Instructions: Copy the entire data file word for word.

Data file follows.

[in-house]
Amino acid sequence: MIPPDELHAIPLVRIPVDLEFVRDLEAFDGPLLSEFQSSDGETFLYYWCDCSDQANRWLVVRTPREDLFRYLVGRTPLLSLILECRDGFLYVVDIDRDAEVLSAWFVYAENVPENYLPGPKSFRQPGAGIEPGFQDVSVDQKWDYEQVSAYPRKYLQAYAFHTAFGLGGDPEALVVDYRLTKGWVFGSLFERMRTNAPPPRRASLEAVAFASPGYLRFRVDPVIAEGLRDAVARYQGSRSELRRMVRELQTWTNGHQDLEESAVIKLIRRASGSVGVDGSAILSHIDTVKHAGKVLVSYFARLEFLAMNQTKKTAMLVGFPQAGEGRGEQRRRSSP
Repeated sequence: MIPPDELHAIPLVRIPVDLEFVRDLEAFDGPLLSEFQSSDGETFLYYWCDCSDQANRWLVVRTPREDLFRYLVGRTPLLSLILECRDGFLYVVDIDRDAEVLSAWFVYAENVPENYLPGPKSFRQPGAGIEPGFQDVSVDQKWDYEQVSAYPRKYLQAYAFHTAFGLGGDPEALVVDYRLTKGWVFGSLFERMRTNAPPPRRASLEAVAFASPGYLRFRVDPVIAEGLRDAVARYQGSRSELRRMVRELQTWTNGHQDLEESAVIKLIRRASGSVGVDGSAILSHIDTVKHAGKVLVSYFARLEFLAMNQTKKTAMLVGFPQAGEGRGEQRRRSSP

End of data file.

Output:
[in-house]
Amino acid sequence: MIPPDELHAIPLVRIPVDLEFVRDLEAFDGPLLSEFQSSDGETFLYYWCDCSDQANRWLVVRTPREDLFRYLVGRTPLLSLILECRDGFLYVVDIDRDAEVLSAWFVYAENVPENYLPGPKSFRQPGAGIEPGFQDVSVDQKWDYEQVSAYPRKYLQAYAFHTAFGLGGDPEALVVDYRLTKGWVFGSLFERMRTNAPPPRRASLEAVAFASPGYLRFRVDPVIAEGLRDAVARYQGSRSELRRMVRELQTWTNGHQDLEESAVIKLIRRASGSVGVDGSAILSHIDTVKHAGKVLVSYFARLEFLAMNQTKKTAMLVGFPQAGEGRGEQRRRSSP
Repeated sequence: MIPPDELHAIPLVRIPVDLEFVRDLEAFDGPLLSEFQSSDGETFLYYWCDCSDQANRWLVVRTPREDLFRYLVGRTPLLSLILECRDGFLYVVDIDRDAEVLSAWFVYAENVPENYLPGPKSFRQPGAGIEPGFQDVSVDQKWDYEQVSAYPRKYLQAYAFHTAFGLGGDPEALVVDYRLTKGWVFGSLFERMRTNAPPPRRASLEAVAFASPGYLRFRVDPVIAEGLRDAVARYQGSRSELRRMVRELQTWTNGHQDLEESAVIKLIRRASGSVGVDGSAILSHIDTVKHAGKVLVSYFARLEFLAMNQTKKTAMLVGFPQAGEGRGEQRRRSSP